This article highlights the innovative development approach taken by Round Peg engineers to create a durable, injection-moulded face plate for a bollard suitable for outdoor use in a public environment.
The injection moulded design needed to meet the demanding IK10 impact protection rating, but the manufacturing technique meant the design had to be right first-time.
Through a combination of in-house prototyping, testing and simulation, the engineers successfully developed a robust design. This passed an externally run verification test on the first attempt, resulting in an efficient development timeframe.
Designing an injection-moulded part correctly the first time is important because of the high costs associated with making changes after the mould is created. In other words, a classic ‘measure twice, cut once’ scenario!
The challenge with this design was to ensure the face plate could support a radio antenna while still complying with an IK10 impact protection rating, which is a necessary standard for installations in public areas.
To achieve rapid design iterations, engineers put together a simple in-house impact test. This involved dropping a steel ball onto the prototype, to replicate the test as specified in the IEC 62262 standard. The drop height was calculated to achieve equivalent impact energy, and multiple repeats were performed.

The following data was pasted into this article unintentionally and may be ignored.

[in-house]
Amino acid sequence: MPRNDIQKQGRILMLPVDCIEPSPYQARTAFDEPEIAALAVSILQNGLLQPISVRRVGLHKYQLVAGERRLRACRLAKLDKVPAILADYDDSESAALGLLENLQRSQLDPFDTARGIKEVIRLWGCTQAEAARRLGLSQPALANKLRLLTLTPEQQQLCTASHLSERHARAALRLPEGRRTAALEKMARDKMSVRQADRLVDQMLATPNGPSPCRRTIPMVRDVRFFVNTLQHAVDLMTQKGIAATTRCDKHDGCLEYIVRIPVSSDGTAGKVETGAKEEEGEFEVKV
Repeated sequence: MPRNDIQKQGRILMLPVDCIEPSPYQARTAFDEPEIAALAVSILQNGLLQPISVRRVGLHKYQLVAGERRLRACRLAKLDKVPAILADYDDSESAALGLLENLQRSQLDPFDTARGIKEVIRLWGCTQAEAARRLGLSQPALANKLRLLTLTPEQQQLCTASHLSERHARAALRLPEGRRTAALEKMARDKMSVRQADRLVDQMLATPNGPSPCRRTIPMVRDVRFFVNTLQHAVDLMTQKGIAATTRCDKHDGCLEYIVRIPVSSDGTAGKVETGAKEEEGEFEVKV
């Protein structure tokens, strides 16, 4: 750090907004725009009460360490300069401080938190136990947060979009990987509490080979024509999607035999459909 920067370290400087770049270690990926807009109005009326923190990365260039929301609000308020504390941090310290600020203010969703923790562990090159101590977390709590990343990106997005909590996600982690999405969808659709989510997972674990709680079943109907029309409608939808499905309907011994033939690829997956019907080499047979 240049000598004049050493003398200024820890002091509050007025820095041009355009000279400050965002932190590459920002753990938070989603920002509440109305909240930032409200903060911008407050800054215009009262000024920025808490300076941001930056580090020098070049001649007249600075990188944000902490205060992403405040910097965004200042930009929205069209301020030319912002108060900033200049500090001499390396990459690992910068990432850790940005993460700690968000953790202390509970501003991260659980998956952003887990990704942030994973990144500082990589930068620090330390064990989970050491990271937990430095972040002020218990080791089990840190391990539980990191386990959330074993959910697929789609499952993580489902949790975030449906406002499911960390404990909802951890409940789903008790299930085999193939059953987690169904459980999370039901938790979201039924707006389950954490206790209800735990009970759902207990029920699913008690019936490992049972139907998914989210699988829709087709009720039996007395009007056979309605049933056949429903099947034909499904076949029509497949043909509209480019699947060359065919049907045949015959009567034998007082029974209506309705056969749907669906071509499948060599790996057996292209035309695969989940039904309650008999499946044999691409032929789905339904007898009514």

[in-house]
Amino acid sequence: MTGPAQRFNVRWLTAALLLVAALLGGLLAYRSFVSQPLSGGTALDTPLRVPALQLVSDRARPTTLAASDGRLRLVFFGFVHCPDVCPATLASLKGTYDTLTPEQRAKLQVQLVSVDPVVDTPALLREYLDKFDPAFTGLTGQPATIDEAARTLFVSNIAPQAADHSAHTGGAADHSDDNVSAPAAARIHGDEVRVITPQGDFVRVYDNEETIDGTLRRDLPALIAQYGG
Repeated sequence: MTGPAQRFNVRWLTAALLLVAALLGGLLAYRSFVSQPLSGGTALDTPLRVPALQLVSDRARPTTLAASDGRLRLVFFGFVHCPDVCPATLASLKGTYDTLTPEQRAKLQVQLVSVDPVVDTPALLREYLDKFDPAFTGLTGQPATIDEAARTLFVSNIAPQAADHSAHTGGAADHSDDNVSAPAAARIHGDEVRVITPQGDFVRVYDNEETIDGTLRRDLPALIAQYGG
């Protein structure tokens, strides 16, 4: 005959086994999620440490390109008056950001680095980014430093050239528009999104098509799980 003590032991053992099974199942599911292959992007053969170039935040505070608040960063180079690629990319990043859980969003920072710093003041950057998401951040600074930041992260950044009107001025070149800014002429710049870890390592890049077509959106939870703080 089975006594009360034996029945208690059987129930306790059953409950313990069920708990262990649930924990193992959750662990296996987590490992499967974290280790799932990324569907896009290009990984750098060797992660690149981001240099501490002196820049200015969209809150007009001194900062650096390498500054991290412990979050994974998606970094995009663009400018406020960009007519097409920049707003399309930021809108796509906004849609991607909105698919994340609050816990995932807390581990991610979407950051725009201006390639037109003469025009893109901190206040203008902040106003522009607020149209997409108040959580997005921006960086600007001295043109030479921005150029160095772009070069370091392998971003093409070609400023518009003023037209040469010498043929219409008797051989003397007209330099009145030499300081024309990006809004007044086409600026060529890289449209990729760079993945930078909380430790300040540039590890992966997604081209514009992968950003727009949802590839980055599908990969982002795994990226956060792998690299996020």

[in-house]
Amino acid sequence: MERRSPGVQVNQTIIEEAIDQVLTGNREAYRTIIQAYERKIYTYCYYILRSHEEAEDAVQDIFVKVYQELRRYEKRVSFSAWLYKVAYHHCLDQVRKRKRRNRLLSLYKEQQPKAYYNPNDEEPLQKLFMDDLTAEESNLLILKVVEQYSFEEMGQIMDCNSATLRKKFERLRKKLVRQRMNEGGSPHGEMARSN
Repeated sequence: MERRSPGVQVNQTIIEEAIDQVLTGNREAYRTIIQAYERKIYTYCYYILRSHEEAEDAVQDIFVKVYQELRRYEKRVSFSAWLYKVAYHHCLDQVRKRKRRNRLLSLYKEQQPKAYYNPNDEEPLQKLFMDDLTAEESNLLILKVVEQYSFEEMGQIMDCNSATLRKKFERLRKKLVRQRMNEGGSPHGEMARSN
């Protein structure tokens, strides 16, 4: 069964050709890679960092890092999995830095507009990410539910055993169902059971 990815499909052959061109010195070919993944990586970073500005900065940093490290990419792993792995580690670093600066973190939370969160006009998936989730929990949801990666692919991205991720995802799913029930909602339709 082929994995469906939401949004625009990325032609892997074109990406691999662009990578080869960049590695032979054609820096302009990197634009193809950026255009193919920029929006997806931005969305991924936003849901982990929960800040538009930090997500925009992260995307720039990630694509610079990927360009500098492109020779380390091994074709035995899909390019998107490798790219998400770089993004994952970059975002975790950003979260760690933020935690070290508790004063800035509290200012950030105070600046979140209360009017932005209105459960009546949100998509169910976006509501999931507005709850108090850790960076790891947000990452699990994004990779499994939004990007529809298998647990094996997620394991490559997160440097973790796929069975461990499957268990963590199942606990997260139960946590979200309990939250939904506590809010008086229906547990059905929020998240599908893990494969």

Figure 2: Performing a drop test.
Tests were performed on prototype faceplates, which were 3D printed in-house using fused-deposition modelling (FDM). The rationale for using 3D printed prototypes was that injection moulded components typically perform better due to having a homogenous structure which is stronger than the interlayer bonds formed during printing. If a 3D printed structure passed the test, so should an injection moulded piece.
The Development Process
An initial design was developed using classical strength calculations and injection moulding design knowledge.
The first prototype failed at the point of impact, so static FEA analyses were used to identify weak points in the design. This confirmed the weakness at the centre of the face plate, as observed in the initial drop test.
Strength is typically added to injection moulded components by changing the geometry to influence the load paths through the component. For example, adding support ribs to non-cosmetic faces avoids moulding defects like sink marks. This is also more cost-effective than increasing the part’s thickness, which would lengthen the moulding cycle time and raise production costs.
The subsequent redesigns and final design incorporated additional supports removing the reliance on bulk material thickness at the impact point. The simulation re-run showed much-reduced stress concentrations and increased part stiffness.
The prototype of the final design successfully passed the in-house drop test. This meant the design was ready for manufacture, subject to final DFM (design for manufacture) checks. The material selected for the production version was a UV-stabilised Delrin, an “engineering” plastic known for its higher strength and stiffness properties. This helped achieve improved sealing performance.
The injection moulded production version passed the externally run verification test on it’s first attempt and was awarded an IK10 impact rating. This development serves as a compelling example of the role strategic planning plays in ensuring optimal results in engineering projects.